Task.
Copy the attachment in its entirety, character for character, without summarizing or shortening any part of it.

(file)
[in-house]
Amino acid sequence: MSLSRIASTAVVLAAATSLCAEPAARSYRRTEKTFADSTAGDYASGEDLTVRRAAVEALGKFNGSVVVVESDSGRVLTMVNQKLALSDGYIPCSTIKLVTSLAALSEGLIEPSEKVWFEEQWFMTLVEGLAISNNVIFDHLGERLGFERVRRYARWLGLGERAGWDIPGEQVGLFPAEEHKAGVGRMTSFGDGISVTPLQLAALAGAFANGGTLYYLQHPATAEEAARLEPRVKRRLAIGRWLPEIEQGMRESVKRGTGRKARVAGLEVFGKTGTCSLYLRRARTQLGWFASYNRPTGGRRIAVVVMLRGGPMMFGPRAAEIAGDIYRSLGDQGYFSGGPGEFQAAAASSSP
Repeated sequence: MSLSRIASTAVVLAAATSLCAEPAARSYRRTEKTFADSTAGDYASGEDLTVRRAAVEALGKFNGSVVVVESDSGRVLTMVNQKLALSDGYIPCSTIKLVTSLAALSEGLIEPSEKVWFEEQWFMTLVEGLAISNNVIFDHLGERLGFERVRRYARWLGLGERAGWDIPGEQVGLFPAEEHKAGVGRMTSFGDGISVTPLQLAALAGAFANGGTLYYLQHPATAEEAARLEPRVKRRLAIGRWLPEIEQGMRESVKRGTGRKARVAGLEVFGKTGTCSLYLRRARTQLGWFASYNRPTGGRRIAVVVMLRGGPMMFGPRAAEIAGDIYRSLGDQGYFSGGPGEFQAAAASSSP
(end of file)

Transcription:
[in-house]
Amino acid sequence: MSLSRIASTAVVLAAATSLCAEPAARSYRRTEKTFADSTAGDYASGEDLTVRRAAVEALGKFNGSVVVVESDSGRVLTMVNQKLALSDGYIPCSTIKLVTSLAALSEGLIEPSEKVWFEEQWFMTLVEGLAISNNVIFDHLGERLGFERVRRYARWLGLGERAGWDIPGEQVGLFPAEEHKAGVGRMTSFGDGISVTPLQLAALAGAFANGGTLYYLQHPATAEEAARLEPRVKRRLAIGRWLPEIEQGMRESVKRGTGRKARVAGLEVFGKTGTCSLYLRRARTQLGWFASYNRPTGGRRIAVVVMLRGGPMMFGPRAAEIAGDIYRSLGDQGYFSGGPGEFQAAAASSSP
Repeated sequence: MSLSRIASTAVVLAAATSLCAEPAARSYRRTEKTFADSTAGDYASGEDLTVRRAAVEALGKFNGSVVVVESDSGRVLTMVNQKLALSDGYIPCSTIKLVTSLAALSEGLIEPSEKVWFEEQWFMTLVEGLAISNNVIFDHLGERLGFERVRRYARWLGLGERAGWDIPGEQVGLFPAEEHKAGVGRMTSFGDGISVTPLQLAALAGAFANGGTLYYLQHPATAEEAARLEPRVKRRLAIGRWLPEIEQGMRESVKRGTGRKARVAGLEVFGKTGTCSLYLRRARTQLGWFASYNRPTGGRRIAVVVMLRGGPMMFGPRAAEIAGDIYRSLGDQGYFSGGPGEFQAAAASSSP